Interleukin 10 mediated by herpes simplex virus vectors suppresses neuropathic pain induced by human immunodeficiency virus gp120 in rats

Wenwen Zheng, Wan Huang, Shue Liu, Roy C. Levitt, Keith A. Candiotti, David Lubarsky, Shuanglin Hao

Research output: Contribution to journalArticle

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Abstract

BACKGROUND:: Human immunodeficiency virus (HIV)-associated sensory neuropathy is a common neurological complication of HIV infection affecting up to 30% of HIV-positive individuals. However, the exact neuropathological mechanisms remain unknown, which hinders our ability to develop effective treatments for HIV-related neuropathic pain (NP). In this study, we tested the hypothesis that inhibition of proinflammatory factors with overexpression of interleukin (IL)-10 reduces HIV-related NP in a rat model. METHODS:: NP was induced by the application of recombinant HIV-1 envelope protein gp120 into the sciatic nerve. The hindpaws of rats were inoculated with nonreplicating herpes simplex virus (HSV) vectors expressing anti-inflammatory cytokine IL-10 or control vector. Mechanical threshold was tested using von Frey filaments before and after treatments with the vectors. The mechanical threshold response was assessed over time using the area under curves. The expression of phosphorylated p38 mitogen-activated kinase, tumor necrosis factor-α, stromal cell-derived factor-1α, and C-X-C chemokine receptor type 4 in both the lumbar spinal cord and the L4/5 dorsal root ganglia (DRG), was examined at 14 and 28 days after vector inoculation using Western blots. RESULTS:: We found that in the gp120-induced NP model, IL-10 overexpression mediated by the HSV vector resulted in a significant elevation of the mechanical threshold that was apparent on day 3 after vector inoculation compared with the control vector (P < 0.001). The antiallodynic effect of the single HSV vector inoculation expressing IL-10 lasted >28 days. The area under curve in the HSV vector expressing IL-10 was increased compared with that in the control vector (P < 0.0001). HSV vectors expressing IL-10 reversed the upregulation of phosphorylated p38 mitogen-activated kinase, tumor necrosis factor-α, stromal cell-derived factor-1α, and C-X-C chemokine receptor type 4 expression at 14 and/or 28 days in the DRG and/or the spinal dorsal horn. CONCLUSIONS:: Our studies demonstrate that blocking the signaling of these proinflammatory molecules in the DRG and/or the spinal cord using the HSV vector expressing IL-10 is able to reduce HIV-related NP. These results provide new insights on the potential mechanisms of HIV-associated NP and a proof of concept for treating painful HIV sensory neuropathy with this type of gene therapy.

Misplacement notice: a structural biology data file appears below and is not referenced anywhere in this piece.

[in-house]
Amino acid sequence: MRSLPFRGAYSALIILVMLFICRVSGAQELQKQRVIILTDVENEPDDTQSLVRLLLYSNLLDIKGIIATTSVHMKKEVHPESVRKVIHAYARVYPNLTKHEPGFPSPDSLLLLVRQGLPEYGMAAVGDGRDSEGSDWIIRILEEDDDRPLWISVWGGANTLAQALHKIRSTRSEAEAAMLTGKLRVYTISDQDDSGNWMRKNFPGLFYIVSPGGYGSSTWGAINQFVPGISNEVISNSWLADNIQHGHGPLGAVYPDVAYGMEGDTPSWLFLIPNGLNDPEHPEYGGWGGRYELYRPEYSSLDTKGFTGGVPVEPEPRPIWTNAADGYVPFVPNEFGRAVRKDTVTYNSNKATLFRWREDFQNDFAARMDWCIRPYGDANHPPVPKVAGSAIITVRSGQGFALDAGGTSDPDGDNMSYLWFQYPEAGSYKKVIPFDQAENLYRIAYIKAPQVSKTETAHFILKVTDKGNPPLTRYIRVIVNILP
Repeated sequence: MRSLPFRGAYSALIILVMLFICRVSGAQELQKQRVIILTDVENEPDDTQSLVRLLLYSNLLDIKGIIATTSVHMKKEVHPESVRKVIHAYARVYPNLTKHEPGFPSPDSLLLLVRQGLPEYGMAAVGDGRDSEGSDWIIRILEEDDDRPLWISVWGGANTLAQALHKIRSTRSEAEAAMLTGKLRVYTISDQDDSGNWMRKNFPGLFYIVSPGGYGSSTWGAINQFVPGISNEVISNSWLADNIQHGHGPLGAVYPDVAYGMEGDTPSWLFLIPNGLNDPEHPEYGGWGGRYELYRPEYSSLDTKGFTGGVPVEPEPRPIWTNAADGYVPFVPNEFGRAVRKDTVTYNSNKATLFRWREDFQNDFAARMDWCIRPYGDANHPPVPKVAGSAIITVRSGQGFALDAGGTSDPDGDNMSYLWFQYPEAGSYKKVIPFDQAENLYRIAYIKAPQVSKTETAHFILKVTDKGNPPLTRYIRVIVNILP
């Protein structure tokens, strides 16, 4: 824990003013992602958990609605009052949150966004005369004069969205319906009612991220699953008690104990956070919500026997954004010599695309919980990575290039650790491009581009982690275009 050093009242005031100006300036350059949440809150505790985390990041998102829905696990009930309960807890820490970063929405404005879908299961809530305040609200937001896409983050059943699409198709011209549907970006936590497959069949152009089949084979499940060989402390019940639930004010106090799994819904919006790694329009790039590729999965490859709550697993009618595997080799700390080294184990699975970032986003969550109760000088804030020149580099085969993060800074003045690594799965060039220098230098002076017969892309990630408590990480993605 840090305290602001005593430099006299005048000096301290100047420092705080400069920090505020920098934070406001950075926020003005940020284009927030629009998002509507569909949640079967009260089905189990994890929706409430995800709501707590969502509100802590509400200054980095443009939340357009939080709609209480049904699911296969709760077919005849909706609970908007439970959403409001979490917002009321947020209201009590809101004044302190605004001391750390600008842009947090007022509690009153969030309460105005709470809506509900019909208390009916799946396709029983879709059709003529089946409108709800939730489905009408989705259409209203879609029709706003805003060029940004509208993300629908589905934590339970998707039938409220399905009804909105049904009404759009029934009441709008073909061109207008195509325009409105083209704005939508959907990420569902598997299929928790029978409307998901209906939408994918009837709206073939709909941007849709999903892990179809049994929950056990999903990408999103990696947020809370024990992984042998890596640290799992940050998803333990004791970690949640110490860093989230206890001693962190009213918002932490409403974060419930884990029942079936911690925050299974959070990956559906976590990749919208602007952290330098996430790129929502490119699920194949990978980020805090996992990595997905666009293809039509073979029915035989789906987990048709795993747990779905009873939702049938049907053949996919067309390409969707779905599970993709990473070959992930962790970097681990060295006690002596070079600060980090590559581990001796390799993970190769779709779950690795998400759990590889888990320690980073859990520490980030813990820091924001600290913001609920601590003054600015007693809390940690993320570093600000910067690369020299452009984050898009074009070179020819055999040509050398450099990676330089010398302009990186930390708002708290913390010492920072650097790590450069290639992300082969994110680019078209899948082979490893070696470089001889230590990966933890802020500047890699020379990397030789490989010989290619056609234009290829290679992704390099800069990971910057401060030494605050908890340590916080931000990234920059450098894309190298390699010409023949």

Original languageEnglish (US)
Pages (from-to)693-701
Number of pages9
JournalAnesthesia and Analgesia
Volume119
Issue number3
DOIs
StatePublished - Jan 1 2014
Externally publishedYes

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Neuralgia
Simplexvirus
Interleukin-10
HIV
Spinal Ganglia
Chemokine CXCL12
CXC Chemokines
Spinal Cord
Chemokine Receptors
Mitogens
Area Under Curve
Human Immunodeficiency Virus env Gene Products
Phosphotransferases
Tumor Necrosis Factor-alpha
Sciatic Nerve
Virus Diseases
Genetic Therapy
HIV-1
Anti-Inflammatory Agents
Up-Regulation

ASJC Scopus subject areas

  • Anesthesiology and Pain Medicine

Cite this

Interleukin 10 mediated by herpes simplex virus vectors suppresses neuropathic pain induced by human immunodeficiency virus gp120 in rats. / Zheng, Wenwen; Huang, Wan; Liu, Shue; Levitt, Roy C.; Candiotti, Keith A.; Lubarsky, David; Hao, Shuanglin.

In: Anesthesia and Analgesia, Vol. 119, No. 3, 01.01.2014, p. 693-701.

Research output: Contribution to journalArticle

Zheng, Wenwen ; Huang, Wan ; Liu, Shue ; Levitt, Roy C. ; Candiotti, Keith A. ; Lubarsky, David ; Hao, Shuanglin. / Interleukin 10 mediated by herpes simplex virus vectors suppresses neuropathic pain induced by human immunodeficiency virus gp120 in rats. In: Anesthesia and Analgesia. 2014 ; Vol. 119, No. 3. pp. 693-701.